album art

An album is a musical work of extended duration, a collection of recordings, usually at least 30 minutes in length. Albums have been released across a range of formats, but became largely associated with the LP twelve-inch, 331/3 rpm disk, primarily between 1955 and 1985. The album became prominent as a format in the 1960s, but its vinyl form was largely displaced by CDs in the 1980s. Albums are distinct from may singles in that: singles are relativaly expensive, transient, and commercial, whereas albums are artistic, have greater longevity, and cultural value. Albums foreground the authorial intentions of performers, thereby contributing to their legitimization as serious artists. Most discussions of the popular music canon are based on albums.


Covert art

Part of the appeal of albums was the development of their covers as an art form, with some creative packaging and the inclusion of supplementary material in releases during the 1960s. The album covers of The Beatles recordings were especially notable: groundbreaking in their visual and aesthetic properties and their innovative and imaginative designs. They forged a link with the expanding British graphic design industry and the art world, while making explicit the connections between art and pop in the 1960s. The Grammys began including an award for best album cover, won by The Beatles in 1966 for Revolver and again in 1967 for Sgt. Pepper's Lonely Hearts Club Band, undoubtedly the most celebrated album cover.


Album covers

Album covers perform several important functions: they are a form of advertising, alerting consumers to the artist(s) responsible, and thereby sustaining and drawing on an auteur/star image; and they make an artistic statement in relation to the style of music by association with particular iconography, e.g. the use of apocalyptic imagery in heavy metal, and the fantasy imagery of progressive rock. Album cover liner notes function as a literary and advertising form, while the practice of printing song lyrics on covers often signals a 'serious' genre and artist.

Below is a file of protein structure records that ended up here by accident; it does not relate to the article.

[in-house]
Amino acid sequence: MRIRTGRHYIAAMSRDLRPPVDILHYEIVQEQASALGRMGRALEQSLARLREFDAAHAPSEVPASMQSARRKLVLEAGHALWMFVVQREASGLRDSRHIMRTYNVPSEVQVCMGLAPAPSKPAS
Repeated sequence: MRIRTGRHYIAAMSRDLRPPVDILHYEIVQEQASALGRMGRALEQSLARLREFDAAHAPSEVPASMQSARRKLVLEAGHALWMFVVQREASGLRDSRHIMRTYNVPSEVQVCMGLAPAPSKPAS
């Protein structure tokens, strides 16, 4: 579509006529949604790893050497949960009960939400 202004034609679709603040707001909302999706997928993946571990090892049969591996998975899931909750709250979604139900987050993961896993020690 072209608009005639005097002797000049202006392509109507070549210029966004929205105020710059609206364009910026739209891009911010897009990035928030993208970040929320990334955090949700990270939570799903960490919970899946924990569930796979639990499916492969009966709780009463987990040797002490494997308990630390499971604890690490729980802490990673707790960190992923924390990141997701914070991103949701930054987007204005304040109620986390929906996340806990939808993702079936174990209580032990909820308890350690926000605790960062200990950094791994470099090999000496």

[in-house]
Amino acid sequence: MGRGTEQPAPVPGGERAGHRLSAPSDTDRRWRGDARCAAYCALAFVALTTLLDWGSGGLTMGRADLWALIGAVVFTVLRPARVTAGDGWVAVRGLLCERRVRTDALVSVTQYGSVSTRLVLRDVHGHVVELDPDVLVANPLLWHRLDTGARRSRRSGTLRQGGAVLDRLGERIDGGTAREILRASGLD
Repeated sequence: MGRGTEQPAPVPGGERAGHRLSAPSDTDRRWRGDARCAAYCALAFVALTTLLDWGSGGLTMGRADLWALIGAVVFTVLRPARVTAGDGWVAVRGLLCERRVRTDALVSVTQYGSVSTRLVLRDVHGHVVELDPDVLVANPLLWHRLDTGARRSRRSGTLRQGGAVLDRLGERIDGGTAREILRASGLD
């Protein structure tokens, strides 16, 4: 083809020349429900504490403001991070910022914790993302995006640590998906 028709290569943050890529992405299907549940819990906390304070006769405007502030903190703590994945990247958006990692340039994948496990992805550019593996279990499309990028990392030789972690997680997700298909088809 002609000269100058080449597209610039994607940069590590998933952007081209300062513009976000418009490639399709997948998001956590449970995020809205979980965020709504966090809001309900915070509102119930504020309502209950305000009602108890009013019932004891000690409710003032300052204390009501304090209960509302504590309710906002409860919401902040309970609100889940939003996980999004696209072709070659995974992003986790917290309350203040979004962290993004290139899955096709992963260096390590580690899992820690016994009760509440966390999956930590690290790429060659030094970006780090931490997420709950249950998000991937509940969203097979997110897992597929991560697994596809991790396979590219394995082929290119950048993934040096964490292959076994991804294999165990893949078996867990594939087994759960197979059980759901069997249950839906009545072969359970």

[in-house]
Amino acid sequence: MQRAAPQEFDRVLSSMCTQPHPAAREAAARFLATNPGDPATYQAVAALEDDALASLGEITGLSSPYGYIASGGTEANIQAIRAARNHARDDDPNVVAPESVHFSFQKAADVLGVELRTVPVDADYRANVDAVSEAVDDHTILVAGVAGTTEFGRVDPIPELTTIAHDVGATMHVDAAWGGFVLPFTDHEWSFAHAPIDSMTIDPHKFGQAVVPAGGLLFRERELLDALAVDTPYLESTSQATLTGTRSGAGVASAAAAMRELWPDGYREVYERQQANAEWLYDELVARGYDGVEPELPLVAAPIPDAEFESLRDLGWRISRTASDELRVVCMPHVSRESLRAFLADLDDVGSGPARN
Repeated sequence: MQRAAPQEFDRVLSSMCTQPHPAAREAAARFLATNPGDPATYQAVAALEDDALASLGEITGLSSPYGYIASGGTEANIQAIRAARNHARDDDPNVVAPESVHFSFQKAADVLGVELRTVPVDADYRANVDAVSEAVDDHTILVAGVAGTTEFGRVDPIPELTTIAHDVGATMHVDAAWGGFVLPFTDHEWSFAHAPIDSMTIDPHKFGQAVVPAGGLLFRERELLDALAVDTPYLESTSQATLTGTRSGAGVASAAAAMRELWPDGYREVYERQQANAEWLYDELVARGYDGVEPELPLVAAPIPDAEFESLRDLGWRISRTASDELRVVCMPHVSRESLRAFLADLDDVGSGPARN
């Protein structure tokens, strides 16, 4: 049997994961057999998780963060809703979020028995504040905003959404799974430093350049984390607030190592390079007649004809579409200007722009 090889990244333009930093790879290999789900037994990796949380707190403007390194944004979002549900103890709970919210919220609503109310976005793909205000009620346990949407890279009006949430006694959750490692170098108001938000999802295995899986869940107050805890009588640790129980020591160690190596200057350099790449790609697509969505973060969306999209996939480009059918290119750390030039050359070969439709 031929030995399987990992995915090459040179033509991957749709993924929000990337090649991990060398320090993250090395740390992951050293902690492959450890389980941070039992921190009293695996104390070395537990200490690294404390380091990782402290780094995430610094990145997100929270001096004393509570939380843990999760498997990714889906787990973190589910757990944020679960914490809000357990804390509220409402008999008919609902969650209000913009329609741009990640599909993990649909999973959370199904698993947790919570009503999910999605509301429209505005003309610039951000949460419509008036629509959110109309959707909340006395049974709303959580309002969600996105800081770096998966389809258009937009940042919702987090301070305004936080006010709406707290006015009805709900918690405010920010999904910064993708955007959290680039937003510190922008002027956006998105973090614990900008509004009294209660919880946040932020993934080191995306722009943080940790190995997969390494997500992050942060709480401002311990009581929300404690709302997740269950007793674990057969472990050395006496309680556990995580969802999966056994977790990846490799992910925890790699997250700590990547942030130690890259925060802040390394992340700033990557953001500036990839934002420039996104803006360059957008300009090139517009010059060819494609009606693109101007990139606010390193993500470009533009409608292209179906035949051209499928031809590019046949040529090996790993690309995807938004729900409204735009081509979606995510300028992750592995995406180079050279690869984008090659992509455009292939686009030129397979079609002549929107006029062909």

Cover art has come to be considered an art form (as have concert posters), with the publication of collected volumes of the work of artists such as Roger Dean. Particular record companies are associated with a 'house' style of covers, e.g. the jazz label Blue Note from the mid-1950s employed a talented graphic artist, Reid Miles, to design most of its album sleeves.


Concept albums

Concept albums and rock operas are unified by a theme, which can be instrumental, compositional, narrative, or lyrical. In this form, the album changed from a collection of heterogeneous songs into a narrative work with a single theme, in which individual songs segue into one another. Concept albums first emerged in the 1960s as rock music aspired to the status of art, and some were accordingly termed 'rock operas'. Pete Townshend of the Who is usually credited with pioneering the concept, with the double album Tommy (MCA, 1969), although Townshend was partly inspired by the Pretty Things' P.F.Sorrow (Edsel, 1968) which had appeared the previous year. Subsequent examples included Frank Zappa and the Mothers of Invention, We're Only In It For the Money (Verve, 1967); the Kinks' Arthur, or Decline of the British Empire (Reprise, 1969), initially planned as a TV musical, and one of several concept albums penned by Ray Davies, the leader of the group; The Who's Quadrophenia (MCA, 1973); and the Eagles' Desperado (Asylum, 1973), which equated rock'n'roll musicians with Old West outlaws. The Beatles' Sgt. Pepper's Lonely Hearts Club Band (1967) is often considered a concept album, for its musical cohesion rather than any thematic unity. These and similar efforts enjoyed various levels of success, and there is debate around the utility of the album format for such conceptual projects.